“God only knows
God makes his plan
The information’s unavailable
To the mortal man
We work our jobs
Collect our pay
Believe we’re gliding down the highway
When in fact we’re slip slidin’ away
Slip slidin’ away
Slip slidin’ away
You know the nearer your destination
The more you’re slip slidin’ away”
Slip Slidin’ Away – Paul Simon
Well, ain’t that a kick in the pants. Seems like Mr. Simon is telling us that we’ll never arrive where we wanted to go. Maybe. I suppose that could be the case. However, I find a slightly different message in the words to Mr. Simon’s tune. One of my “Big Answers” in strategic management classes is “If you make a profit, ‘they’ will come.” See, if you arrive at your destination (let’s face it, one can be near enough for government work, at the very least) of success at creating value and being rare in the competitive space, you’ll make a profit. You’ll create more value than you consume, and your accountants will show you black numbers, positive numbers that indicate you’ve made… a profit. WOOHOO!!! And then… THEY… will come. Like the zombies in pretty much every zombie movie ever made, THEY will keep coming and your competitive advantage will slip slide away. Okay… who / what is THEY? What isn’t THEY? (That is the better question here!) Competitors, new technologies, the government, various stakeholders, media, activists, long lost relatives, and everybody else (and their aunt) who wants a piece of that value you have created. Guess what… THEY are all various flavors of eroding factors. Eroding factors are the things that work against your ability to create value and maintain rareness in the competitive space. THEY always come. Your business strategy needs to count on it.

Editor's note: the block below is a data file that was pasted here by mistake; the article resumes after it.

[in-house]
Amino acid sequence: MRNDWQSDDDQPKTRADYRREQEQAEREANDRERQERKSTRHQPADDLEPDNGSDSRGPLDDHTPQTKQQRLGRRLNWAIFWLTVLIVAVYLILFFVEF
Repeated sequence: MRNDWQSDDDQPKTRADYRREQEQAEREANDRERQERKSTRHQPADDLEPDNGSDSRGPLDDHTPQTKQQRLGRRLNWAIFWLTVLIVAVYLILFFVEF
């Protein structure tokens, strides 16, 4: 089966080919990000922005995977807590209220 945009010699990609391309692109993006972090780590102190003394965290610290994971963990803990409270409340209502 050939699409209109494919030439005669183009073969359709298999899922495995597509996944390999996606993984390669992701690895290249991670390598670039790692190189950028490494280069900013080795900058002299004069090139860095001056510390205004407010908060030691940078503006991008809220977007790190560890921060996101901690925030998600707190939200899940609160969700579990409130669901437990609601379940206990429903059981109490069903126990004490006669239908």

Erosion… that word pops an image or two into most people’s minds when they read it or hear it. Some of the more common images I hear about are things like water tearing away at a roadway, a mudslide taking a house for a ride, or the wind blowing the topsoil away from a dry, lifeless field. I like to use that word regarding value and rareness. The word develops images that are good analogies to what happens when value creation and rareness are subjected to the creative destruction of the competitive environment. Joseph Schumpeter is credited with popularizing the concept of creative destruction in the market. Market participants are constantly seeking to destroy (they are eroding away) what exists today to create something better tomorrow.
At the societal level, that’s all to the good. Think about it. Having better quality cars over time is more desirable than having the same quality of cars that were made sixty years ago, correct? (Check out Havana for a quick example of that sort of frozen-in-time technology.) As a society, people want improvement in quality and productivity over time. People want the old to be eroded away and destroyed so that a better creation of value can happen tomorrow. That is the “magic” of the free market system when it operates well. Things get better. Fast. The competitive behavior and the eroding factors within that competitive environment serve to create more and more value over time, and often with much more productivity along the way.